The original company of the North American tour of Disney's Newsies. ©Disney. Photo by Deen van Meer.
The original company of the North American tour of Disney's Newsies. © Disney. Photo by Deen van Meer.

If the title didn’t have the Disney name tacked onto the front of it, one could be forgiven in thinking that Newsies doesn’t come to us from the company that Walt built.

Not to say of course that it isn’t mostly wholesome family fun, but this musical’s major themes, and the true life story on which it is based, makes it as worthwhile seeing as this cast’s athletic dancing.

What my theatre partner described last night as an all-male version of Annie, Newsies is a similar story of young New York orphans overcoming huge obstacles. This time however, it is a whole city filled with underage workers who are rescued from meagre wages and poor working conditions, rather than a single red head.

As the eventual newspaper (or ‘papes’ in the newsie vernacular) headline reads, this is a David and Goliath story. Barely eking out a living selling newspapers, when publishing baron Joseph Pulitzer decides to raise the wholesale price, the boys (and at least one girl on opening night) take action.

Based on the real-life newsboys’ strike of 1899, the newsboys create their own union to force Pulitzer to roll back the price.  Their quest has far bigger implications though, as the musical casts a wider net on the real-world problem of the time: the exploitation of child workers. That it also addresses the changing role of women in a male-dominated world at the turn of the century, is a bonus. While Disney doesn’t necessarily shy away from tough topics in some of its other musical offerings, in Newsies it just feels more real. Sure there is dancing, singing, humour and the necessary love story, but it feels less watered down.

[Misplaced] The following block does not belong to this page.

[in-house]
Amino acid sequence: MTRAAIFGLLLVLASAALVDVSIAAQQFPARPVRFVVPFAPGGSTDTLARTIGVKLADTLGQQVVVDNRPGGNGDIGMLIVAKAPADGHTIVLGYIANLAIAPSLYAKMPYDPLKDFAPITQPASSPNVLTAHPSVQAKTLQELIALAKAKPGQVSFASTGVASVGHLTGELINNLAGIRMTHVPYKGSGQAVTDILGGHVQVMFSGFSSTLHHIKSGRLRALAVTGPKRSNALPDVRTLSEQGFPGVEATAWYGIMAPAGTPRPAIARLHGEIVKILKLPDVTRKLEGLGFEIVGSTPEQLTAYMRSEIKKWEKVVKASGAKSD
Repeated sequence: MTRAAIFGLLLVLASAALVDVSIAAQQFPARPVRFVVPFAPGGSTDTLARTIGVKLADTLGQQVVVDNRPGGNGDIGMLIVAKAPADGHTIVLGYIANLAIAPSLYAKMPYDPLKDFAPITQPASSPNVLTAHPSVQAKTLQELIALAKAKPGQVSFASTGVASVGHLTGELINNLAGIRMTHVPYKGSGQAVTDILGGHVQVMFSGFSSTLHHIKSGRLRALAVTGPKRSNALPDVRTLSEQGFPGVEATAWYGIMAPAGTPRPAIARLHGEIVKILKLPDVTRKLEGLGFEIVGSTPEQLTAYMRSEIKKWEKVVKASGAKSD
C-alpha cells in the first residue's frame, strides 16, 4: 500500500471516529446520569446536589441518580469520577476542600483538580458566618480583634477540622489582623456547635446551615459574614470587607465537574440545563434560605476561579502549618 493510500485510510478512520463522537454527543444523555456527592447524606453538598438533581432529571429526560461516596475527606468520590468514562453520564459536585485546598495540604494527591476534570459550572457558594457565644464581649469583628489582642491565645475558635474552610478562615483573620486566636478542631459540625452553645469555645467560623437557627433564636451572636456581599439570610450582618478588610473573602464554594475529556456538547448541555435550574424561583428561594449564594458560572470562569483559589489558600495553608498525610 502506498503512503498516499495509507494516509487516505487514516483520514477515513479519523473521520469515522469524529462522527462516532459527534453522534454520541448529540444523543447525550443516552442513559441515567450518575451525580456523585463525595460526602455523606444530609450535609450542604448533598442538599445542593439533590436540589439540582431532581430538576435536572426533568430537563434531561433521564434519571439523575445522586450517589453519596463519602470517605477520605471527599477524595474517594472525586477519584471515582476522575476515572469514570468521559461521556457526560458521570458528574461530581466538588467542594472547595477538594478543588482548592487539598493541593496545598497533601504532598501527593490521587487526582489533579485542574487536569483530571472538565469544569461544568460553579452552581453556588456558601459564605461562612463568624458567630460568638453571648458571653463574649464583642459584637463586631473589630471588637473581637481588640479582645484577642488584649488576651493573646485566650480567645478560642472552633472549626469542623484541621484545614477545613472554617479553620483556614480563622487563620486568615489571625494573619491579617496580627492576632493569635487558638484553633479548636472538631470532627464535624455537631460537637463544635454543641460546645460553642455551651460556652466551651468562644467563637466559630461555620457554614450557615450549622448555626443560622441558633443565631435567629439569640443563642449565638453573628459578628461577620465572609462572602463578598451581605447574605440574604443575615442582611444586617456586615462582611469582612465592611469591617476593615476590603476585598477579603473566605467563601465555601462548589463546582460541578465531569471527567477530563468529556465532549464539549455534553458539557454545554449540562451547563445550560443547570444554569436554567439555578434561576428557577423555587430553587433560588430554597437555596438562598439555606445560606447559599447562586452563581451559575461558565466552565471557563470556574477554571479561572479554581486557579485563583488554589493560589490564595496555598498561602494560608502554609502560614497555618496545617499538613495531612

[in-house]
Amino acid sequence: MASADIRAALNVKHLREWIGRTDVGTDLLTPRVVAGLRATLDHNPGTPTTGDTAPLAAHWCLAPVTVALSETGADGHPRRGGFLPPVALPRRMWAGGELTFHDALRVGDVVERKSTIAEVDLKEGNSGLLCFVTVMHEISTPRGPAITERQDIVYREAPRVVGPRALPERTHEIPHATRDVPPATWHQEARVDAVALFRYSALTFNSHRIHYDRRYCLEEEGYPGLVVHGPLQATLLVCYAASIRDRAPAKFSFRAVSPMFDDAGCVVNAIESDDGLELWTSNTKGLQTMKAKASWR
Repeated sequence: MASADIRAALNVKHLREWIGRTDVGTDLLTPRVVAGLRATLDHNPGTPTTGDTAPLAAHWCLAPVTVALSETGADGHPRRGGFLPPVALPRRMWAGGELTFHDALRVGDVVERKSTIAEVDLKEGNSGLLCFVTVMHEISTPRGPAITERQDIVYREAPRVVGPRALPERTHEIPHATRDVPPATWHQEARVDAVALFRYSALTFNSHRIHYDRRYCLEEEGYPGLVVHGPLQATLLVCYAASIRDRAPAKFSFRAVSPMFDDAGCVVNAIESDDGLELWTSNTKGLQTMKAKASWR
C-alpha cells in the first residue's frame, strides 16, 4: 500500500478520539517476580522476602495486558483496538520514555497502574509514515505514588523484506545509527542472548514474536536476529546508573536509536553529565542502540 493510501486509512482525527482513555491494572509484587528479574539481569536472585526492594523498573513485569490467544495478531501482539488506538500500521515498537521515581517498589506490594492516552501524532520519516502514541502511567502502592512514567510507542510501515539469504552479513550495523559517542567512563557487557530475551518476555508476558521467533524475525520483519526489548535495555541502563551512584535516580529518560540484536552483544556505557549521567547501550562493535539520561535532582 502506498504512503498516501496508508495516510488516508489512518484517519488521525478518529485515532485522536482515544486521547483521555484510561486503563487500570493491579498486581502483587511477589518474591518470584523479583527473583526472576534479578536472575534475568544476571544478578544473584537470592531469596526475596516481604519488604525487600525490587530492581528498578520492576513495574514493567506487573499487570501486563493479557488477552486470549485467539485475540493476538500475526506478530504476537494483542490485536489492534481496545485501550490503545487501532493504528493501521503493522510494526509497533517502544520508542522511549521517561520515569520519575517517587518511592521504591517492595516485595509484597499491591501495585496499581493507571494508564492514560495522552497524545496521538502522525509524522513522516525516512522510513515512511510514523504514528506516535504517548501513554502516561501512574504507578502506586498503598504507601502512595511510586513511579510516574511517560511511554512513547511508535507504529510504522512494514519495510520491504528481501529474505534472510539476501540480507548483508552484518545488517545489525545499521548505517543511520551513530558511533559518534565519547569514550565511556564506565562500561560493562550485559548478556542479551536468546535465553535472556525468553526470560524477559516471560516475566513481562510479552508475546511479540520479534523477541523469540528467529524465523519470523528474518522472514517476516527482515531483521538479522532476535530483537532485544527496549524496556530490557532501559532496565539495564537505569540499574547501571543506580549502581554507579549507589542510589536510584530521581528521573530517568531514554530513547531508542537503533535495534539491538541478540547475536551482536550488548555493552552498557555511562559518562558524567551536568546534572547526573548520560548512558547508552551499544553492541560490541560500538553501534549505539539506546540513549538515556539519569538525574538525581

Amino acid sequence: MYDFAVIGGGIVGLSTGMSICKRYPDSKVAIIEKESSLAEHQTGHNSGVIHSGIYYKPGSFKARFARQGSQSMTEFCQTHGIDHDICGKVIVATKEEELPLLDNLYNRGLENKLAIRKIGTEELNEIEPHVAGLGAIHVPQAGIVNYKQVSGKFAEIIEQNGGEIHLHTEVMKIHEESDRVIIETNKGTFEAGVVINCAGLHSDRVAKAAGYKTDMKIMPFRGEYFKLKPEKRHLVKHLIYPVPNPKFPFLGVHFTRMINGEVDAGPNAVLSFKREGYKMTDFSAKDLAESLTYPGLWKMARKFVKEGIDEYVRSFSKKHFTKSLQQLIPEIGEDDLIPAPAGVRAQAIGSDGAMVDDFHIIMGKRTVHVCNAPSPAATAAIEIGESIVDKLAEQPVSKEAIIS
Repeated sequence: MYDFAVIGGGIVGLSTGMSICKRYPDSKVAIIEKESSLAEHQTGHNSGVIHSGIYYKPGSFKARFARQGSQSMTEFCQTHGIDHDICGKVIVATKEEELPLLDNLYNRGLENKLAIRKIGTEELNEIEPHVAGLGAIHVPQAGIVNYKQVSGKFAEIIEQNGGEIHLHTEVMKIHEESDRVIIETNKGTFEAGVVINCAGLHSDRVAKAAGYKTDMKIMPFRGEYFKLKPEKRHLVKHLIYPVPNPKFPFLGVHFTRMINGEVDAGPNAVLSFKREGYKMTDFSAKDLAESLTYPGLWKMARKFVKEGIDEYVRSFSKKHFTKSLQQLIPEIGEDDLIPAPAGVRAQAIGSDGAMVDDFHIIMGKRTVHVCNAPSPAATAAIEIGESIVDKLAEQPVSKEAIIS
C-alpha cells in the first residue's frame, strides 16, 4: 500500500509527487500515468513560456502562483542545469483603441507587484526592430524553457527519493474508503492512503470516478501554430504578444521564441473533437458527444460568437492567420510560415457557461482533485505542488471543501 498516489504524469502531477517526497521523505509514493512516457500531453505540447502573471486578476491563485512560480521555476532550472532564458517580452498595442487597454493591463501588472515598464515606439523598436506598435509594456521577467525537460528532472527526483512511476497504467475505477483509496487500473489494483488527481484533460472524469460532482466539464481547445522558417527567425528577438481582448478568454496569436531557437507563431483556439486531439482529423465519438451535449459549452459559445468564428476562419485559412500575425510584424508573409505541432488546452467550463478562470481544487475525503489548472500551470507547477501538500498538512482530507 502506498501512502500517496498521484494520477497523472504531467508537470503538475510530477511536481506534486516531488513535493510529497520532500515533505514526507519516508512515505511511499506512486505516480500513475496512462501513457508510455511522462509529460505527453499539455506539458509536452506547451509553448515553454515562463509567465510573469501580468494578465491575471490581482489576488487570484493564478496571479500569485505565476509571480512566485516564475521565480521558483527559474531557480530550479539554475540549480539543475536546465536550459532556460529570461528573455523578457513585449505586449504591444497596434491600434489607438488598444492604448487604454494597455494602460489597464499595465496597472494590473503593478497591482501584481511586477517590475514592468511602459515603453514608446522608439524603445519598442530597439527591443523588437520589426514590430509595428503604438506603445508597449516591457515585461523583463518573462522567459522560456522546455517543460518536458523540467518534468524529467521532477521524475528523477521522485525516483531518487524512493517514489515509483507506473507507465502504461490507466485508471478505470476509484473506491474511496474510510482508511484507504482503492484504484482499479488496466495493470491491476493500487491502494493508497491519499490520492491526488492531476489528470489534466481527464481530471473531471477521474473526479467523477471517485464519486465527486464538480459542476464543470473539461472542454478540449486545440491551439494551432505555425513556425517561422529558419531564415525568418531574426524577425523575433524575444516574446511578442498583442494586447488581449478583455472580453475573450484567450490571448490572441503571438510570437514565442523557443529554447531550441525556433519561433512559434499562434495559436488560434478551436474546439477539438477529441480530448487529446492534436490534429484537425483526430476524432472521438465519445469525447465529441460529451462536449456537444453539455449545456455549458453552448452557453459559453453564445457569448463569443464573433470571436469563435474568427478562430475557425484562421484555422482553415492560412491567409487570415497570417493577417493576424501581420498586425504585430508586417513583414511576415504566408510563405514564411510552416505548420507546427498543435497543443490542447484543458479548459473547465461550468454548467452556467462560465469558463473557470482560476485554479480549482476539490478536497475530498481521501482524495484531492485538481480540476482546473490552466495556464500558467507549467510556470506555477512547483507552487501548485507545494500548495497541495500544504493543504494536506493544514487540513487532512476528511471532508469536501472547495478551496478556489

Alongside its history lesson, where Newsies really shines is with Christopher Gattelli’s choreography, and the massive moveable set and projections designed by Tobin Ost and Sven Ortel.

After watching these young actors leaping, jumping and dancing across the stage, it is no wonder Gattelli walked away with a Tony Award in 2012. ©Disney. Photo by Deen van Meer.
After watching these young actors leaping, jumping and dancing across the stage, it is no wonder Christopher Gattelli walked away with a Tony Award in 2012. © Disney. Photo by Deen van Meer.

After watching these young actors leaping, jumping and dancing across the stage, it is no wonder Gattelli walked away with a Tony Award in 2012.  And even while Gattelli’s Tony was won on the backs of its original Broadway cast, this touring production’s young dancers are up to the challenge.

At times more acrobatic than traditional dance, there are still wonderful moments of ballet, tap and ensemble showstoppers that are so filled with vitality that you’ll be exhausted just watching them. Despite the workout, you’ll be hard pressed to find a single young actor on stage breaking a sweat, or out of breath.

In our recent interview with stage manager Jeff Norman he let us in on a number of the secrets behind the show’s set design, and it is indeed impressive.

From the massive 29 foot, seven plus ton pieces that effortlessly glide across stage, to the sprung floor that helps the cast with their gymnastic-style manoeuvers, this is one of the few traveling shows in recent memory to give the full-on Broadway experience. While the design may have been scaled back to fit in the smallest of the venues this particular tour plays, it is virtually the same as what was used during the sit down production in New York.  Coupled with Ortel’s varied projections, it is a marvel.

Dancing and technical aspects aside, there are also some nice performances from this likable cast. Joey Barreiro is endearing as Jack Kelly, the de facto newsboy leader who dreams of a better life, but it is David Michael Langton as his unwilling union brother who becomes the real heart of this show; even the sympathetic Crutchie, played by Andy Richardson, gets overshadowed by Langton. Turner Birthsiel is the very definition of precocious as the pint-sized Les who grows on you, and Steve Blanchard nails the blowhard Joseph Pulitzer.

As Jack’s love interest, Katherine, Morgan Keene has a lovely voice, but her sarcastic delivery in the first half was at times grating. No doubt one of the showstoppers should come from theatre owner Medda Larkin’s “That’s Rich”, but on opening night Aisha de Haan was a little underwhelming.

While audiences will appreciate the history lesson of Newsies, it is the dancing and technical marvels that keep it engaging. But like any good story about newspapers, isn’t it really about the headline? Extra! Extra! Newsies dances circles around its history lesson.

Disney’s Newsies with music by Alan Menken, lyrics by Jack Feldman and book by Harvey Fierstein. Directed by Thomas Schumacher. A Disney Theatrical Productions presentation. On stage at Vancouver’s Queen Elizabeth Theatre until July 10. Visit http://vancouver.broadway.com for tickets and information.